2)  Experimenting with different colors first, instead of depth and tube length

There's probably a boat load of folks who will disagree with me on this (which is A-OK) but I really do not see a need to carry tube colors other than red, black and maybe orange.  I think hot pink, green, purple, brown and other color tubes are made to catch fishermen-and of course a few fish here and there.  I used to carry orange but I don't any longer.

If you are coming up empty, but folks around you are catching fish, try paying closer attention to the depth and tube length they are using instead of color.

This happened to me not too long ago.  The action was hot, but then strangely died.  I initially thought the bite had shut off, but I noticed that my friend in another boat was still hitting them hard.  I tried changing the amount of colors I was trolling and then changing the color of the tube. I continued catching nothing at all.

Tube and Worm

My go to colors are red and black-occasionally orange as well.

It was not until I realized that my friend was trolling an 18 inch red tube, instead of the 24 inch red tubes we had been catching them on all morning.  Unfortunately I only had 18 inch black tubes on board.  It didn't matter though to the fish, and as soon as they saw that 18 inch black tube they were all over it and we began catching again.  I know, crazy!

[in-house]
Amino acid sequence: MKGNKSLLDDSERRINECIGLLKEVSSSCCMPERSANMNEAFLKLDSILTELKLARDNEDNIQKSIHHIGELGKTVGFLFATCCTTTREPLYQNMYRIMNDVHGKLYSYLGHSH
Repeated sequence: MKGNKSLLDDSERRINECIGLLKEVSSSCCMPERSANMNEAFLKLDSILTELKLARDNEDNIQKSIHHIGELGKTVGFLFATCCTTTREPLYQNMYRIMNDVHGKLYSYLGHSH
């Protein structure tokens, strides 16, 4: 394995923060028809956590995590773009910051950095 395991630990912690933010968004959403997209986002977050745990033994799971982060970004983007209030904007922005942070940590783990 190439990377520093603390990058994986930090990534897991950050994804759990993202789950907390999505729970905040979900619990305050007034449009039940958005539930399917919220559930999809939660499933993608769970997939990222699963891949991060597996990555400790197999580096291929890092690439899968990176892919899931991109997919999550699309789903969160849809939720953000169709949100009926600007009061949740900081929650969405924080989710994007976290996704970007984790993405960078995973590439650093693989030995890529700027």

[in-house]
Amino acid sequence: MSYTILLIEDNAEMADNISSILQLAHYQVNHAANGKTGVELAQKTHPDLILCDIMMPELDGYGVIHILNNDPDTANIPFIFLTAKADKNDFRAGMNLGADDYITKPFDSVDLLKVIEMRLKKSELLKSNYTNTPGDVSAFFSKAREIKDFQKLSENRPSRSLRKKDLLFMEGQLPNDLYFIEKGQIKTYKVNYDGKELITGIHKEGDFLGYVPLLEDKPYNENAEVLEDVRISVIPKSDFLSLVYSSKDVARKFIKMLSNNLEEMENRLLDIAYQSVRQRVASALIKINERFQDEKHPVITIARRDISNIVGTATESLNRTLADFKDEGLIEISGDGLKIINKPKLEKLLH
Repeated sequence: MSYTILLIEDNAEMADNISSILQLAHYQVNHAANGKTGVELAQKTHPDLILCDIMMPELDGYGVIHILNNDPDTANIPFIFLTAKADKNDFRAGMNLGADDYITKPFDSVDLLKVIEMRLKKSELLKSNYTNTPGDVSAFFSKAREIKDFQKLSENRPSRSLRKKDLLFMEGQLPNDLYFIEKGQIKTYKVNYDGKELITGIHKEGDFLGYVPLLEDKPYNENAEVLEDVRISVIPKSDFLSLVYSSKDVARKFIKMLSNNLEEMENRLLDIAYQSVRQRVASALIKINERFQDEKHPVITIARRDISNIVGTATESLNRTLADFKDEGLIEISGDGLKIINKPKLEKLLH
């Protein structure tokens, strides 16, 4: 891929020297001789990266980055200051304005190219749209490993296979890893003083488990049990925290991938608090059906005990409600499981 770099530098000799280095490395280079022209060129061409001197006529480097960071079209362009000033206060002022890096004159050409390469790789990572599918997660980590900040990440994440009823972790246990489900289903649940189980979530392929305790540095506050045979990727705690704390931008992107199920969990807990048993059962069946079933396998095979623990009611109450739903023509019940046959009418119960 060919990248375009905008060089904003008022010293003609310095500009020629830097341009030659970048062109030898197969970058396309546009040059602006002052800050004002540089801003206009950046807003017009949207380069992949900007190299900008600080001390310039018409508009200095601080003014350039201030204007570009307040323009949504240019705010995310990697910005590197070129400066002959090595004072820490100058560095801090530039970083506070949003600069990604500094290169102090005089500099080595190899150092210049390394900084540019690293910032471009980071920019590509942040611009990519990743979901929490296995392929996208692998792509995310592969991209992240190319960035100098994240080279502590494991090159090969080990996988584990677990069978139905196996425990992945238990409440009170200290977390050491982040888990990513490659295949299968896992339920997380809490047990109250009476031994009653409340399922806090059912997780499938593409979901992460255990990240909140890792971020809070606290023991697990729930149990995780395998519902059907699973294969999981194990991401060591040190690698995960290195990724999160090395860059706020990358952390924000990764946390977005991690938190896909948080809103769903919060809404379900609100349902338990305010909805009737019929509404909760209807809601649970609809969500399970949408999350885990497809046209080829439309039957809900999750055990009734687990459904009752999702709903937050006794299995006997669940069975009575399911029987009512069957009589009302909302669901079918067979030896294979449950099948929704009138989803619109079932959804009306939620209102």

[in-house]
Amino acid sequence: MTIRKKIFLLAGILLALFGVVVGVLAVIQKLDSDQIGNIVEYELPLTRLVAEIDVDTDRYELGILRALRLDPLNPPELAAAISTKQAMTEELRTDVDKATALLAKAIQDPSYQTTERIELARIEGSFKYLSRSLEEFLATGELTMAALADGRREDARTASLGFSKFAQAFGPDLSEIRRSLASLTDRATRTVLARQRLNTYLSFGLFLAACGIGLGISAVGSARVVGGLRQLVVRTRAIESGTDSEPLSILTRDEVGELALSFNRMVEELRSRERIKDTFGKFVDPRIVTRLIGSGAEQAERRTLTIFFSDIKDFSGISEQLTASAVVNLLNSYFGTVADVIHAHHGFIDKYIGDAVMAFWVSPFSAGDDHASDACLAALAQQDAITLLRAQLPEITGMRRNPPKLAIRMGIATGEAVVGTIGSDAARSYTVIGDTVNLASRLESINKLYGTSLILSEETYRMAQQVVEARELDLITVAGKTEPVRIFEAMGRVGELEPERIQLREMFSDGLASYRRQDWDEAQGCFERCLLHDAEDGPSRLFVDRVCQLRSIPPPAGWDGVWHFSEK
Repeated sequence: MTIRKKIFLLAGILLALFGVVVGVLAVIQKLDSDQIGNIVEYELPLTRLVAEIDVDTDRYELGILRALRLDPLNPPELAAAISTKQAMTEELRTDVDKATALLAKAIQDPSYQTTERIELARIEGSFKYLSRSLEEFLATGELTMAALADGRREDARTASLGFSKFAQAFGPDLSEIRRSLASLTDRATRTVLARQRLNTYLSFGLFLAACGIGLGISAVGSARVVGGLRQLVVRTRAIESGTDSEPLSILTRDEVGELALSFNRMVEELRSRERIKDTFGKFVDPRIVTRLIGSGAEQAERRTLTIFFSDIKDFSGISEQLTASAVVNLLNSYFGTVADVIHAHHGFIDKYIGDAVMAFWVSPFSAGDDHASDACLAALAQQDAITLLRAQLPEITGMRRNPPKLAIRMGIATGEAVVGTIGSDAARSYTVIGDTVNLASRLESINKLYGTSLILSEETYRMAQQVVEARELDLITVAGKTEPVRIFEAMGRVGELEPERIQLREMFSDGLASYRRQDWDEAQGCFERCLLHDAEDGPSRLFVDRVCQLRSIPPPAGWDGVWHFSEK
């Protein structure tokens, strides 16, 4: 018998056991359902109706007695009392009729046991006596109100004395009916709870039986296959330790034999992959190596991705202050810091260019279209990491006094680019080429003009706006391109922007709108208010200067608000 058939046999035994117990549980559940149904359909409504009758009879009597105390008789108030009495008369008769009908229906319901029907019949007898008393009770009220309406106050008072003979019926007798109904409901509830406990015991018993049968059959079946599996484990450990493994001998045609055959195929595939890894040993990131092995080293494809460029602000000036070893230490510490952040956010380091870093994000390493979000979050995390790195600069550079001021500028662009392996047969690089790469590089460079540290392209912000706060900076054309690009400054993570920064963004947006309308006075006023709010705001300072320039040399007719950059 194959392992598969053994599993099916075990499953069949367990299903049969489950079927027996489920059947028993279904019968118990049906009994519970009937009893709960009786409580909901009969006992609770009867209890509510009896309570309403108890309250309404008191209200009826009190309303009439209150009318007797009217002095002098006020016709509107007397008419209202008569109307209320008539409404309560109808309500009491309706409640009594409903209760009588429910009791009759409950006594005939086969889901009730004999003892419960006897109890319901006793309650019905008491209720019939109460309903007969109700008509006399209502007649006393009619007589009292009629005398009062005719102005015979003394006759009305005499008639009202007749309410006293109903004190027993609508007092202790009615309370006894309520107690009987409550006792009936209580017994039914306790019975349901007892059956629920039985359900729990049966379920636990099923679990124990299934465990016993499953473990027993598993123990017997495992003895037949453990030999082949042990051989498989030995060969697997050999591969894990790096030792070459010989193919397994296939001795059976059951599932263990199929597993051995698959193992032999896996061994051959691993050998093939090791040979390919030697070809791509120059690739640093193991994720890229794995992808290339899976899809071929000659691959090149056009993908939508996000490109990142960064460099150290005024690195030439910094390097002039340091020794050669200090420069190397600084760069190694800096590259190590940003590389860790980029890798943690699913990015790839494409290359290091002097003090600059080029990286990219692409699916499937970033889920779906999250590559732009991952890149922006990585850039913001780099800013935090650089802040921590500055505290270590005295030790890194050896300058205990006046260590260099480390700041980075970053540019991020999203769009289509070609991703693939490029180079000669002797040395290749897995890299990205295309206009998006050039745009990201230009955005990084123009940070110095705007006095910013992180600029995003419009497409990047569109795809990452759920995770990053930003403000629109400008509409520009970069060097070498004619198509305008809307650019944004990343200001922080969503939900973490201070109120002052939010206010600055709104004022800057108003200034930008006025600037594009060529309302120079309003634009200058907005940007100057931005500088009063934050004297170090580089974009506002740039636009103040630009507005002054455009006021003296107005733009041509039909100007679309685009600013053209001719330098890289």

I've also had countless instances in which I have been catching fish using 3 1/2 colors all trip.  Then, for some reason, we stop catching but continue marking bass.  A quick depth change to 4 colors did the trick and we began catching again.  I may never understand the difference a half of a color makes to the fish-however I will never underestimate the importance.

If I'm not catching bass, but am marking bass on my sonar I will usually:

1)  First experiment with amount of colors (depth)

2) Experiment with tube length

3) Experiment with tube color

 

3)  Trolling only 2 tubes instead of 3

A couple of seasons ago I used to troll 4 tubes off my 21 foot boat.  When I take people out fishing, I've found that trolling 3 tubes, all on leadcore, works a bit smoother.

Having that third tube in the water is beneficial for a couple of reasons.